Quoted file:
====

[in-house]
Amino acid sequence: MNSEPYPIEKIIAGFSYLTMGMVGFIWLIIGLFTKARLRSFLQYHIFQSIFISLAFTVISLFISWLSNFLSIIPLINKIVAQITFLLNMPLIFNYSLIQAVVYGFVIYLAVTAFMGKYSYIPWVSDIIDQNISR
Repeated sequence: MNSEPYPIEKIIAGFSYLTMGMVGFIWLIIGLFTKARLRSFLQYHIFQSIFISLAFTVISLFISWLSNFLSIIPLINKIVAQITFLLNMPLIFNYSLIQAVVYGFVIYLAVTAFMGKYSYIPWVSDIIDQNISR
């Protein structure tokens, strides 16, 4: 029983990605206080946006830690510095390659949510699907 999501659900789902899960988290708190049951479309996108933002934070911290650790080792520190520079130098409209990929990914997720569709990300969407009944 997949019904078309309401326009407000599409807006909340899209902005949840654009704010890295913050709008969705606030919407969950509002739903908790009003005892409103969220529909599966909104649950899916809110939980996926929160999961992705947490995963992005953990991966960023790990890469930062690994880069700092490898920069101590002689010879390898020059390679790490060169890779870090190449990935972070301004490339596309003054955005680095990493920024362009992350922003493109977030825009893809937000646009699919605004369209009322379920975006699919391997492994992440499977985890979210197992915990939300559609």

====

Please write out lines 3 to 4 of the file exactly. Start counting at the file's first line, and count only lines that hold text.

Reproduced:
Repeated sequence: MNSEPYPIEKIIAGFSYLTMGMVGFIWLIIGLFTKARLRSFLQYHIFQSIFISLAFTVISLFISWLSNFLSIIPLINKIVAQITFLLNMPLIFNYSLIQAVVYGFVIYLAVTAFMGKYSYIPWVSDIIDQNISR
């Protein structure tokens, strides 16, 4: 029983990605206080946006830690510095390659949510699907 999501659900789902899960988290708190049951479309996108933002934070911290650790080792520190520079130098409209990929990914997720569709990300969407009944 997949019904078309309401326009407000599409807006909340899209902005949840654009704010890295913050709008969705606030919407969950509002739903908790009003005892409103969220529909599966909104649950899916809110939980996926929160999961992705947490995963992005953990991966960023790990890469930062690994880069700092490898920069101590002689010879390898020059390679790490060169890779870090190449990935972070301004490339596309003054955005680095990493920024362009992350922003493109977030825009893809937000646009699919605004369209009322379920975006699919391997492994992440499977985890979210197992915990939300559609």